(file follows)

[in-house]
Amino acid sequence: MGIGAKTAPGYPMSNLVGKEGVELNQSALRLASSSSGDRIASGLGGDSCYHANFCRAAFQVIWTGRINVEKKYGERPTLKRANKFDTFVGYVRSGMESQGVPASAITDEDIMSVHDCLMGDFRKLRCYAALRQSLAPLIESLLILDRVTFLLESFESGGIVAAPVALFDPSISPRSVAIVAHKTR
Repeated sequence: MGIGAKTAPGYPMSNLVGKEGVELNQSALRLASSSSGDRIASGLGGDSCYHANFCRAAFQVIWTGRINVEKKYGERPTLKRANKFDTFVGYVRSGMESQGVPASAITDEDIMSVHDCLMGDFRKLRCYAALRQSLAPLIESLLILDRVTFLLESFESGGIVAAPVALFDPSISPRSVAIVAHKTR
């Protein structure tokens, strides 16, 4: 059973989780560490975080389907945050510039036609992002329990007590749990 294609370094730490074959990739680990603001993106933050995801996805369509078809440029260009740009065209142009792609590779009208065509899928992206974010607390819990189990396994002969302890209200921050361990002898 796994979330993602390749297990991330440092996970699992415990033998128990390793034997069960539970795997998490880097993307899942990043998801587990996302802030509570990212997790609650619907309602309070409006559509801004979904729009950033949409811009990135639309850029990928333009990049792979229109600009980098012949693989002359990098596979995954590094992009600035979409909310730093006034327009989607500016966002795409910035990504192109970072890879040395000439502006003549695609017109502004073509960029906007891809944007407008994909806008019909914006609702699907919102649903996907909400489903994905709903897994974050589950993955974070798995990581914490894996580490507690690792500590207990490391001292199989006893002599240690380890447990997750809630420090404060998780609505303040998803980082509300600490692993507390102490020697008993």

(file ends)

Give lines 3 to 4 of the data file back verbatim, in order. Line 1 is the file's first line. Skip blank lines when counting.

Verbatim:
Repeated sequence: MGIGAKTAPGYPMSNLVGKEGVELNQSALRLASSSSGDRIASGLGGDSCYHANFCRAAFQVIWTGRINVEKKYGERPTLKRANKFDTFVGYVRSGMESQGVPASAITDEDIMSVHDCLMGDFRKLRCYAALRQSLAPLIESLLILDRVTFLLESFESGGIVAAPVALFDPSISPRSVAIVAHKTR
């Protein structure tokens, strides 16, 4: 059973989780560490975080389907945050510039036609992002329990007590749990 294609370094730490074959990739680990603001993106933050995801996805369509078809440029260009740009065209142009792609590779009208065509899928992206974010607390819990189990396994002969302890209200921050361990002898 796994979330993602390749297990991330440092996970699992415990033998128990390793034997069960539970795997998490880097993307899942990043998801587990996302802030509570990212997790609650619907309602309070409006559509801004979904729009950033949409811009990135639309850029990928333009990049792979229109600009980098012949693989002359990098596979995954590094992009600035979409909310730093006034327009989607500016966002795409910035990504192109970072890879040395000439502006003549695609017109502004073509960029906007891809944007407008994909806008019909914006609702699907919102649903996907909400489903994905709903897994974050589950993955974070798995990581914490894996580490507690690792500590207990490391001292199989006893002599240690380890447990997750809630420090404060998780609505303040998803980082509300600490692993507390102490020697008993």